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A Bookaholic, Pro-life, Pro-Family, Pro-Oxford Comma, Catholic (with Asperger's) who reads and writes as her obsession. I've been reading over 400 books a year lately. These are my ramblings on some of the books I read. To read about all the books I read and comment on, visit me at LibraryThing or Goodreads.

I've been blogging since 2007 and at this point (July 2015) am trying my hand at turning the theme of this blog towards mystery, thriller, and crime, fiction and nonfiction. I have some special interest topics and categories within this broad genre which include (but are not limited to) serial killers, scandi-crime, Victorian history and historicals, history of the criminally insane and asylums, psychopathology, death, funerary practices and burial, corpses, true crime and anything dealing with the real life macabre, or that portrayed in fiction.

I also read a short story a day from various collections, sometimes anthologies othertimes collections of a single author's work. These reviews are also posted here and while they are of mixed genre the mystery, thriller, horror, gothic and macabre often appear within their pages as well.


I also blog about
graphic novels and manga on a separate BLOG.

Tuesday, January 6, 2009

3. The Sign of the Beaver


The Sign of the Beaver by Elizabeth George Speare

Pages: 135
Finished: Jan. 6, 2009
First Published: 1983
Awards: Newbery Honor, Scott O'Dell Award
Genre: children, historical fiction
Rating: 5/5
Reason for Reading: read aloud to my 8yo.

First sentence:

Matt stood at the edge of the clearing for some time after his father had gone out of sight among the trees.


Comments: It's the mid-1700s and Matt and his father have built a cabin in the Maine wilderness. His father must go back and bring the rest of the family back to their new home, leaving Matt on his own to look after their property and crop. Matt soon learns it's not easy to take care of yourself and an Indian comes to his rescue. A deal is made with the man and Matt agrees to teach the Indian's grandson to read the white man's scratching in exchange for food. As the story progresses Matt learns more from the Indians than the boy learns from him. Matt's father also does not come back as the months go by.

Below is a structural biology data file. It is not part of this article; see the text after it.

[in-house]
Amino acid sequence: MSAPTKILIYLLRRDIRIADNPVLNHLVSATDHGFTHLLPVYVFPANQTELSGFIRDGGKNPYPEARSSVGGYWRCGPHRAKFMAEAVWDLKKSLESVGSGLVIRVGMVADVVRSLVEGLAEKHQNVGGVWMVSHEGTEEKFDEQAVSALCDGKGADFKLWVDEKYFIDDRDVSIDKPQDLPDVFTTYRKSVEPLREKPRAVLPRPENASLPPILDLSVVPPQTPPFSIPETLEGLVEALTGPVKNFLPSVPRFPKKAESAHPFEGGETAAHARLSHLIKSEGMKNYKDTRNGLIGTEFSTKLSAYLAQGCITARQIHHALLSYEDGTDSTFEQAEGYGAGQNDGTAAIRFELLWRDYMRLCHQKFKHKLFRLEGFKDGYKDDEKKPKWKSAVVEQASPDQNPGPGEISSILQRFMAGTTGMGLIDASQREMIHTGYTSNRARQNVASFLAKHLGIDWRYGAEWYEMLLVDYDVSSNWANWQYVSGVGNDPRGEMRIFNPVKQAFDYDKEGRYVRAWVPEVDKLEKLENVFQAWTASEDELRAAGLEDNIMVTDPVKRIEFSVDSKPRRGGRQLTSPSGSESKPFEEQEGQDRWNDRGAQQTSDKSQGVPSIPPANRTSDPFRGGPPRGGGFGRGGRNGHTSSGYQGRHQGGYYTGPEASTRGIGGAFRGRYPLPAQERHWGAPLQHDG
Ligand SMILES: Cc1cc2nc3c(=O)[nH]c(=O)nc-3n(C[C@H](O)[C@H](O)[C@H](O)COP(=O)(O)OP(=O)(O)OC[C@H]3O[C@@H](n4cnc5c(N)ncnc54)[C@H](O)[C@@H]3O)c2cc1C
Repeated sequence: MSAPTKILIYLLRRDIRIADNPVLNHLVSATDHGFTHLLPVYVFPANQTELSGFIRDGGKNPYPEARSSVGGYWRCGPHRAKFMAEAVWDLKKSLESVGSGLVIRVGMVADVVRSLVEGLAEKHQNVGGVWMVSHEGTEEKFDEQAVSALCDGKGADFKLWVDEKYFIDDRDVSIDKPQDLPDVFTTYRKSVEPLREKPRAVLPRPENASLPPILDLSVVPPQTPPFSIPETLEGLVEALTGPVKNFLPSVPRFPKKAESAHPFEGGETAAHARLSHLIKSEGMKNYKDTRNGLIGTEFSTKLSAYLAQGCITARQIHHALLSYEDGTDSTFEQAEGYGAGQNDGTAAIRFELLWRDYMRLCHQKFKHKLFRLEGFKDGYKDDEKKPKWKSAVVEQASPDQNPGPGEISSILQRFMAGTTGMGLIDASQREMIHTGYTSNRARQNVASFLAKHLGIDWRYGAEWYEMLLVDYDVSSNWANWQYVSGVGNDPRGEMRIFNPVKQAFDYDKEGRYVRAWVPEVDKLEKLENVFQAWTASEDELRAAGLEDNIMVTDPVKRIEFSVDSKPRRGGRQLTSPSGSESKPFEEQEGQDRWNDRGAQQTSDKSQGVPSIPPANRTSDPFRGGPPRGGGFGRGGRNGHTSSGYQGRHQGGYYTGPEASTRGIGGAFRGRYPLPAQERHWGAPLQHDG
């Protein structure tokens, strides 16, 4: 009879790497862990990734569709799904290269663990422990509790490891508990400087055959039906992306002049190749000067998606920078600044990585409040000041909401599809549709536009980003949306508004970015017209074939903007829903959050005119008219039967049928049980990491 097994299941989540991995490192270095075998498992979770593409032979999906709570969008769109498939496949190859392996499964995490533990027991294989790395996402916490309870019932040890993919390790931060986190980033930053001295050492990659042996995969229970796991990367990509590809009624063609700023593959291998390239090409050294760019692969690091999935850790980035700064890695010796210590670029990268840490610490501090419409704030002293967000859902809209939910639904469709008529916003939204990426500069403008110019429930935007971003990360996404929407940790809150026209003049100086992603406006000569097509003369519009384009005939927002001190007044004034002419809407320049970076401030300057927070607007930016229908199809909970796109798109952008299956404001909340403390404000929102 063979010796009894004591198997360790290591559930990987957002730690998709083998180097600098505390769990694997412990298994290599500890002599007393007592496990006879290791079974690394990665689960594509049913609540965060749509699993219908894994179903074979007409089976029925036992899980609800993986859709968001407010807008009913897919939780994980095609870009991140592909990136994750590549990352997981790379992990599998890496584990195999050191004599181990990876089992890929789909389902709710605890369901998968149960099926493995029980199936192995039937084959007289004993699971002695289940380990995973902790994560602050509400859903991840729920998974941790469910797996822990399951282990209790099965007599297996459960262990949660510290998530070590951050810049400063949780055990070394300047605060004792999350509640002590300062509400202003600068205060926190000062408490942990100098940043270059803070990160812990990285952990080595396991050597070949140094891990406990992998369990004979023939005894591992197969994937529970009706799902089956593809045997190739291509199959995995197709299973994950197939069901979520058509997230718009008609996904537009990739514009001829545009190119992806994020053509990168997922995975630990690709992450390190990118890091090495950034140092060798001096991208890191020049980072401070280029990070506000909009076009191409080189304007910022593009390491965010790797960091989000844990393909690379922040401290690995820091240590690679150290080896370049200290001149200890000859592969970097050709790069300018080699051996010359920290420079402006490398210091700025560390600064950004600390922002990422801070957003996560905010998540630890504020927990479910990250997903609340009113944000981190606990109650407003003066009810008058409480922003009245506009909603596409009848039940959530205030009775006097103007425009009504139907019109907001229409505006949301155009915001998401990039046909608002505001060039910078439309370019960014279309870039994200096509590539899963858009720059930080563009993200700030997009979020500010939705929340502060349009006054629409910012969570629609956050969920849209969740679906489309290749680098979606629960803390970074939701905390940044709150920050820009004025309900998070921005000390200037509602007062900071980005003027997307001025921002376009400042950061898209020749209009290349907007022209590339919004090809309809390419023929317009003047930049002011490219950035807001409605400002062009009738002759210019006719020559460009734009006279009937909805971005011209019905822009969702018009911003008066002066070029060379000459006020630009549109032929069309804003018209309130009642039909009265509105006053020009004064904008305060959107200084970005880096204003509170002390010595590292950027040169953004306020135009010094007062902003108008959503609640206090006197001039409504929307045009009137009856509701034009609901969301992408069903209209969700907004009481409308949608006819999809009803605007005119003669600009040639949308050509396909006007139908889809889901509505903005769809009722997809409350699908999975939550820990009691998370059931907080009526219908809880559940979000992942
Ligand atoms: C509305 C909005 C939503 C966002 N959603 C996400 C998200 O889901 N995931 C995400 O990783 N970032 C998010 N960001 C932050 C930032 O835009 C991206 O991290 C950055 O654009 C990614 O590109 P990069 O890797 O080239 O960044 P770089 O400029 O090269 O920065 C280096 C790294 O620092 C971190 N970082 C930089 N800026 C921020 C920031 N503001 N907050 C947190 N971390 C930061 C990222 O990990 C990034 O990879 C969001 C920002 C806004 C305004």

A wonderfully, beautiful story of friendship between two people of different cultures. Matt's misconceptions of the Indians are challenged as he learns a new way of living. The Indian boy is disdainful of the white boy who does squaw work and doesn't know how to do anything. A bond slowly grows between the boys as they learn from each other and prejudices are set aside.

This is not a plot driven story but more of a slow moving story of two people and their cultures. I've read this about three times now and both my older son and the 8yo really were riveted with the storytelling. Speare is a writer who writes beautiful language and weaves a tale that really makes the reader (or listener :-) care deeply for the characters. I think this book will especially be appreciated by boys and I recommend it wholeheartedly to everyone. A favourite!

1 comment:

  1. I read The Witch at Blackbird Pond by this author last year for the first time and really enjoyed it. I hadn't thought to look for other books by her.

    ReplyDelete